Detecting Collusion, Corruption, and Fraud
Carlos Petricioli Masters Thesis.
The World Bank Group lends billions of dollars each year to fund development projects in its efforts to reduce global poverty. This project helps investigators at the Bank search for patterns of collusion, corruption, and fraud in its contracts data, using models of contract-specific risk. Developing an automated approach to detecting these offenses can help the World Bank efficiently target future investigations.
Contractors providing goods and services on World Bank projects are typically hired through a competitive bidding process. Occasionally, prospective contractors influence the competitive system by colluding with other contractors, bribing government officials, or otherwise manipulating the bidding process. These offenses have far-reaching effects on the price and quality of contract delivery. The World Bank is committed to detecting instances of collusion, corruption, and fraud in order to maximize its global impact.
To develop contract-level risk models, I incorporated data from multiple sources:
- Historical data on over 300,000 major contracts funded by World Bank loans from the past 20 years, including such features as company name, country, sector, and total award amount. - Annual economic development indicators, collected by the World Bank, for countries and industries within them. - World Bank investigations data, covering companies and projects investigated for collusion, corruption or fraud in the past. Includes specific allegations and case outcomes.
Building Tools for Proactive Investigation
To approach the problem, an interactive dashboard was developed for World Bank investigators to track a company’s activity across countries, sectors, and time. Using this tool, investigators can:
- Track contract awards companies have received, including under different names (e.g. ACME, Inc. vs. ACME Co.)
- View a risk score for each World Bank contract, as calculated by our contract risk model
- Visualize the immediate neighborhood of the company in its co-award network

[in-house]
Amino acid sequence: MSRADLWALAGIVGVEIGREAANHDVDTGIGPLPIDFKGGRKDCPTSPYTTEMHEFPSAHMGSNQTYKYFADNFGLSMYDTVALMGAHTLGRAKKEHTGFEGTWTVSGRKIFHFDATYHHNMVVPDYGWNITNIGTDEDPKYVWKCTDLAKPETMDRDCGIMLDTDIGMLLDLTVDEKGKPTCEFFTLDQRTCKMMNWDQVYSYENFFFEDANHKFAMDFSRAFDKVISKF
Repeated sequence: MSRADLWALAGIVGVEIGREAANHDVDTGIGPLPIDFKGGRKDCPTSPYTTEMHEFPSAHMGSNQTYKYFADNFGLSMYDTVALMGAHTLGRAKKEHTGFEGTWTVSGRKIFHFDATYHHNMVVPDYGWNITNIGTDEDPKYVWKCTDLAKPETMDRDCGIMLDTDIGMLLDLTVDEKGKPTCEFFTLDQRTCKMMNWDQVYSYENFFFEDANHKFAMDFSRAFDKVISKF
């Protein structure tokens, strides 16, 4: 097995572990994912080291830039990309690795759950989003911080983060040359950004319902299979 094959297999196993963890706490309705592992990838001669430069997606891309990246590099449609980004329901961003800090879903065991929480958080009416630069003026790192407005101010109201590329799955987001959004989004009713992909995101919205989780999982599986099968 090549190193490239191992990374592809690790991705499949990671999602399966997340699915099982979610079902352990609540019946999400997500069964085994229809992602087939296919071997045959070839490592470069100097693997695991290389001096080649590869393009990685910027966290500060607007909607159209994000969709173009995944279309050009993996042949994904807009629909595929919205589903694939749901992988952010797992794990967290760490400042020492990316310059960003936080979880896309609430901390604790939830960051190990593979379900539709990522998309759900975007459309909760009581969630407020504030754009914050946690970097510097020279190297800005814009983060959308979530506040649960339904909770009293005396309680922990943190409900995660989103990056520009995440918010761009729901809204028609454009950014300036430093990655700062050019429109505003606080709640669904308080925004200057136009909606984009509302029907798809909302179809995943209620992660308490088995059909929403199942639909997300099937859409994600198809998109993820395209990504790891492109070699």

Company Name Disambiguation
Company names are represented by text strings in the data, and a single company may be represented in several very different ways (e.g. ACME Inc. vs. A.C.M.E. Co.) Company names were reconciled by querying each name on Google and comparing their top ten URL results. Names that had at least 7 links in common were considered to be a single company.
A company that works with companies or on projects that have been investigated by the World Bank are more likely to be investigated themselves Companies that are on many projects together may know each other better and have the opportunity to collude
Evaluating Contract Risk
This project generates features tracking companies’ historical involvement on World Bank projects within specific countries and sectors, as well as co-award network features for each company. We trained a binary classifier separating past contracts that were investigated by the World Bank from those that were not investigated. We evaluated and compared models using precision, recall, and area under ROC curve. A random forest provided the best results across all metrics on a held-out test set.
Conclusions and Future Work
- Current data collected by World Bank on contracts is sufficient to forecast risk on future contracts.
- These risk forecasts can allow World Bank investigators to be more proactive in determining which companies, projects and contracts to examine.
- Future analysis will identify separate risk levels for fraud, collusion and corruption